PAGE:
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Kin “[find] each other’s lives inscrutable” in this rich, sharp story about the way identity is formed.

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THE VANISHING HALF

Inseparable identical twin sisters ditch home together, and then one decides to vanish.

The talented Bennett fuels her fiction with secrets—first in her lauded debut, The Mothers (2016), and now in the assured and magnetic story of the Vignes sisters, light-skinned women parked on opposite sides of the color line. Desiree, the “fidgety twin,” and Stella, “a smart, careful girl,” make their break from stultifying rural Mallard, Louisiana, becoming 16-year-old runaways in 1954 New Orleans. The novel opens 14 years later as Desiree, fleeing a violent marriage in D.C., returns home with a different relative: her 8-year-old daughter, Jude. The gossips are agog: “In Mallard, nobody married dark....Marrying a dark man and dragging his blueblack child all over town was one step too far.” Desiree's decision seals Jude’s misery in this “colorstruck” place and propels a new generation of flight: Jude escapes on a track scholarship to UCLA. Tending bar as a side job in Beverly Hills, she catches a glimpse of her mother’s doppelgänger. Stella, ensconced in white society, is shedding her fur coat. Jude, so black that strangers routinely stare, is unrecognizable to her aunt. All this is expertly paced, unfurling before the book is half finished; a reader can guess what is coming. Bennett is deeply engaged in the unknowability of other people and the scourge of colorism. The scene in which Stella adopts her white persona is a tour de force of doubling and confusion. It calls up Toni Morrison’s The Bluest Eye, the book's 50-year-old antecedent. Bennett's novel plays with its characters' nagging feelings of being incomplete—for the twins without each other; for Jude’s boyfriend, Reese, who is trans and seeks surgery; for their friend Barry, who performs in drag as Bianca. Bennett keeps all these plot threads thrumming and her social commentary crisp. In the second half, Jude spars with her cousin Kennedy, Stella's daughter, a spoiled actress.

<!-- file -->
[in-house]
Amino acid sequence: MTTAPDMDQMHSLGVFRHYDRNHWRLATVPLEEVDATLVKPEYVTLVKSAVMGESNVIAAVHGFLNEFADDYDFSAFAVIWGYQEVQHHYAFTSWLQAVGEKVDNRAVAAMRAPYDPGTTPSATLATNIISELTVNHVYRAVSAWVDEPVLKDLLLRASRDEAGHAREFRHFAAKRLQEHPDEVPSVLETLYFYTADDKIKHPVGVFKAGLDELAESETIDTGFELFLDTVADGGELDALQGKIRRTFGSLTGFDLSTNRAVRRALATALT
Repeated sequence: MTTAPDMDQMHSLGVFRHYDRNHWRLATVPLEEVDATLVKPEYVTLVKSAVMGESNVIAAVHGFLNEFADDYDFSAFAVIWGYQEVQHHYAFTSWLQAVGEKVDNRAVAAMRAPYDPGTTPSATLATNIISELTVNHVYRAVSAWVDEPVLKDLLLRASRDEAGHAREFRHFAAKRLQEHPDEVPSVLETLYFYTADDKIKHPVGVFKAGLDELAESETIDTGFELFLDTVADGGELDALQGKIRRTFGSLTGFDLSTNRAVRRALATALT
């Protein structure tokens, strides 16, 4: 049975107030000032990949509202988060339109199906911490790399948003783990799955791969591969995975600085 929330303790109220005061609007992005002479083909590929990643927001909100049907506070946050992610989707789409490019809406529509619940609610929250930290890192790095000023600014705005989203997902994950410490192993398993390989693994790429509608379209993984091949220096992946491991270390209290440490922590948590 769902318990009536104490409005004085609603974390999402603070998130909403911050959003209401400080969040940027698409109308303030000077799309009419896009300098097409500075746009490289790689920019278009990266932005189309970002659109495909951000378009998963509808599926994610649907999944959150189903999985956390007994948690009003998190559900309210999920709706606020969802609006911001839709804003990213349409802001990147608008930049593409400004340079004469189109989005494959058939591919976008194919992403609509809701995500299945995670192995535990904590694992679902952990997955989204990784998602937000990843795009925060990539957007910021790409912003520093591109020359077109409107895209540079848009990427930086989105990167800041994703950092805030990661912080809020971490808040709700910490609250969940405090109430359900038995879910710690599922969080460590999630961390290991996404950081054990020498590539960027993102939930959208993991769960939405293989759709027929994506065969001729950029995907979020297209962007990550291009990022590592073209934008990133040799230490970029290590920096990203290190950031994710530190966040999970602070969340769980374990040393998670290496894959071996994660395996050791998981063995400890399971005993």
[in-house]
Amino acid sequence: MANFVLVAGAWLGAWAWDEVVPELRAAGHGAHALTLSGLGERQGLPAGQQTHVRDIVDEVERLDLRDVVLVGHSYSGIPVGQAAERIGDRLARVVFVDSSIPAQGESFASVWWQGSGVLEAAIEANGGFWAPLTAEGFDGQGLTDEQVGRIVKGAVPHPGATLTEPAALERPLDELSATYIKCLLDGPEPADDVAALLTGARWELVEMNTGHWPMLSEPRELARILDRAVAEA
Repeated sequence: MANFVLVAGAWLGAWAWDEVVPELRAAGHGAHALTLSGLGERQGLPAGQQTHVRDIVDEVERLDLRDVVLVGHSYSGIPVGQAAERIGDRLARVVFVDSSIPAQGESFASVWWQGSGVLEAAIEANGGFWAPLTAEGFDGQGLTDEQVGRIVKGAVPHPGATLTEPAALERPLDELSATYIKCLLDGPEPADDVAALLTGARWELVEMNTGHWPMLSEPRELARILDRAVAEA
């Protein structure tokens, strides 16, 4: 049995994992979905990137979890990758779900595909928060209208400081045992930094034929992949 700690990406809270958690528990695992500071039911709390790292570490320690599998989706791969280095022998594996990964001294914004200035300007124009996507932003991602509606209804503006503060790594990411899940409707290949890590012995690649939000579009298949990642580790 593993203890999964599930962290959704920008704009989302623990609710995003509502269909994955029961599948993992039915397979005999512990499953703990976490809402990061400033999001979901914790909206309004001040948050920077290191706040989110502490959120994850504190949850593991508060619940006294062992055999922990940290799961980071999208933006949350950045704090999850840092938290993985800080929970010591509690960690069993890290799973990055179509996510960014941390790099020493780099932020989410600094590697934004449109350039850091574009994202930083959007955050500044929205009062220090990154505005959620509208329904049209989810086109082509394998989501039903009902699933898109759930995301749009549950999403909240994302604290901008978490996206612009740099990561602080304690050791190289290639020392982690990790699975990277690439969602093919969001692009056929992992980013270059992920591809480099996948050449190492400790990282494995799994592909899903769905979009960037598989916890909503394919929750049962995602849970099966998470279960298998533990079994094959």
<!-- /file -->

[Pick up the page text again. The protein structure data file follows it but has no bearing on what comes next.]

Kin “[find] each other’s lives inscrutable” in this rich, sharp story about the way identity is formed.